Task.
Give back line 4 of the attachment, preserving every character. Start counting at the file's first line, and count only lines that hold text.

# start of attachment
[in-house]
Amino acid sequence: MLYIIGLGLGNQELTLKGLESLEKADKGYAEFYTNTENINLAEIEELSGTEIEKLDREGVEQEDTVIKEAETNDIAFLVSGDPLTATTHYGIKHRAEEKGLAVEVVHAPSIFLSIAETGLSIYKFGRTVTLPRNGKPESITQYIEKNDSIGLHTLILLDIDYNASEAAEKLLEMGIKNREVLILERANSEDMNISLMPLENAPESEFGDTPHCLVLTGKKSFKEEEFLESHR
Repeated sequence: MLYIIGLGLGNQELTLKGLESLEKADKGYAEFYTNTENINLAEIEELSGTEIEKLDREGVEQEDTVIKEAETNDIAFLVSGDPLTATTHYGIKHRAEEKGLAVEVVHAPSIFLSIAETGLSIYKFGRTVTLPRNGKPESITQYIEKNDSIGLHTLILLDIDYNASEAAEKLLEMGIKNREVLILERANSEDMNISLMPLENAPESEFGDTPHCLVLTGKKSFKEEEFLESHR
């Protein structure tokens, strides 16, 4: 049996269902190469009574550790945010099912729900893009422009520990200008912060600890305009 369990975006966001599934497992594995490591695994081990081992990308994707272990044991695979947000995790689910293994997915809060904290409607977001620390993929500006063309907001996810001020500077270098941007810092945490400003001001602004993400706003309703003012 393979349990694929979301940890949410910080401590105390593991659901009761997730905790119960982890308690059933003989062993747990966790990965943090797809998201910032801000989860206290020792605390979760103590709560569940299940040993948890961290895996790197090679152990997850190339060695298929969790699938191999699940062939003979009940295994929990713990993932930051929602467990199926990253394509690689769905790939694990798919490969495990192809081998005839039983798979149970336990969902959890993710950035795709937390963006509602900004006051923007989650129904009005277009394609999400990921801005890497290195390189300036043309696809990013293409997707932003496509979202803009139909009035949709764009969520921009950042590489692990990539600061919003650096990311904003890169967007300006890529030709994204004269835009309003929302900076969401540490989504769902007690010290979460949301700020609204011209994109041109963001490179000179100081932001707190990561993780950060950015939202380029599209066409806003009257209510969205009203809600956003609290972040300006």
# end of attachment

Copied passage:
């Protein structure tokens, strides 16, 4: 049996269902190469009574550790945010099912729900893009422009520990200008912060600890305009 369990975006966001599934497992594995490591695994081990081992990308994707272990044991695979947000995790689910293994997915809060904290409607977001620390993929500006063309907001996810001020500077270098941007810092945490400003001001602004993400706003309703003012 393979349990694929979301940890949410910080401590105390593991659901009761997730905790119960982890308690059933003989062993747990966790990965943090797809998201910032801000989860206290020792605390979760103590709560569940299940040993948890961290895996790197090679152990997850190339060695298929969790699938191999699940062939003979009940295994929990713990993932930051929602467990199926990253394509690689769905790939694990798919490969495990192809081998005839039983798979149970336990969902959890993710950035795709937390963006509602900004006051923007989650129904009005277009394609999400990921801005890497290195390189300036043309696809990013293409997707932003496509979202803009139909009035949709764009969520921009950042590489692990990539600061919003650096990311904003890169967007300006890529030709994204004269835009309003929302900076969401540490989504769902007690010290979460949301700020609204011209994109041109963001490179000179100081932001707190990561993780950060950015939202380029599209066409806003009257209510969205009203809600956003609290972040300006």